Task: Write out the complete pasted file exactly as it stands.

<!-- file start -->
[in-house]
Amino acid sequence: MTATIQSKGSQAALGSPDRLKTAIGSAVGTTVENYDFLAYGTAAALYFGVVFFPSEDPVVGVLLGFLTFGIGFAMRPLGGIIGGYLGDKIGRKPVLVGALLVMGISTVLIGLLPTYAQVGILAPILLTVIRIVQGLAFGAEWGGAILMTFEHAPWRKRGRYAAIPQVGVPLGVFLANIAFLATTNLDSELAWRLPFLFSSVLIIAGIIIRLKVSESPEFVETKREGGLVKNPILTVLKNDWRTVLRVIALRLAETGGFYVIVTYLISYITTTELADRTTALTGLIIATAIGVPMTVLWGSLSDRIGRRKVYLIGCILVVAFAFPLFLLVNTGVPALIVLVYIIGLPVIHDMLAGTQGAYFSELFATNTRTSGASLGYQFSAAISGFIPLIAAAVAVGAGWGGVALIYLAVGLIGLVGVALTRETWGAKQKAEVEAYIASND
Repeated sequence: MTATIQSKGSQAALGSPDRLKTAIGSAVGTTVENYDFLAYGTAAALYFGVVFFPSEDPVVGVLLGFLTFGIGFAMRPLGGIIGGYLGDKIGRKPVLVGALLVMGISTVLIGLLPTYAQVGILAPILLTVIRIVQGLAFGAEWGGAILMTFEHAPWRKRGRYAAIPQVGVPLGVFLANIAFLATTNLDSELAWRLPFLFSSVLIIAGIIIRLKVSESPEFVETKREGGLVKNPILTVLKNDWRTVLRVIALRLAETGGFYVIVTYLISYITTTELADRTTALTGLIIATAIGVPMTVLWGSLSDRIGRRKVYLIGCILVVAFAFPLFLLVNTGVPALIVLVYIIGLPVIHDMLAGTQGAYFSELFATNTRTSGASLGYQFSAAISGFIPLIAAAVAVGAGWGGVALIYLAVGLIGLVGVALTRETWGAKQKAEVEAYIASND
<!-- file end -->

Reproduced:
[in-house]
Amino acid sequence: MTATIQSKGSQAALGSPDRLKTAIGSAVGTTVENYDFLAYGTAAALYFGVVFFPSEDPVVGVLLGFLTFGIGFAMRPLGGIIGGYLGDKIGRKPVLVGALLVMGISTVLIGLLPTYAQVGILAPILLTVIRIVQGLAFGAEWGGAILMTFEHAPWRKRGRYAAIPQVGVPLGVFLANIAFLATTNLDSELAWRLPFLFSSVLIIAGIIIRLKVSESPEFVETKREGGLVKNPILTVLKNDWRTVLRVIALRLAETGGFYVIVTYLISYITTTELADRTTALTGLIIATAIGVPMTVLWGSLSDRIGRRKVYLIGCILVVAFAFPLFLLVNTGVPALIVLVYIIGLPVIHDMLAGTQGAYFSELFATNTRTSGASLGYQFSAAISGFIPLIAAAVAVGAGWGGVALIYLAVGLIGLVGVALTRETWGAKQKAEVEAYIASND
Repeated sequence: MTATIQSKGSQAALGSPDRLKTAIGSAVGTTVENYDFLAYGTAAALYFGVVFFPSEDPVVGVLLGFLTFGIGFAMRPLGGIIGGYLGDKIGRKPVLVGALLVMGISTVLIGLLPTYAQVGILAPILLTVIRIVQGLAFGAEWGGAILMTFEHAPWRKRGRYAAIPQVGVPLGVFLANIAFLATTNLDSELAWRLPFLFSSVLIIAGIIIRLKVSESPEFVETKREGGLVKNPILTVLKNDWRTVLRVIALRLAETGGFYVIVTYLISYITTTELADRTTALTGLIIATAIGVPMTVLWGSLSDRIGRRKVYLIGCILVVAFAFPLFLLVNTGVPALIVLVYIIGLPVIHDMLAGTQGAYFSELFATNTRTSGASLGYQFSAAISGFIPLIAAAVAVGAGWGGVALIYLAVGLIGLVGVALTRETWGAKQKAEVEAYIASND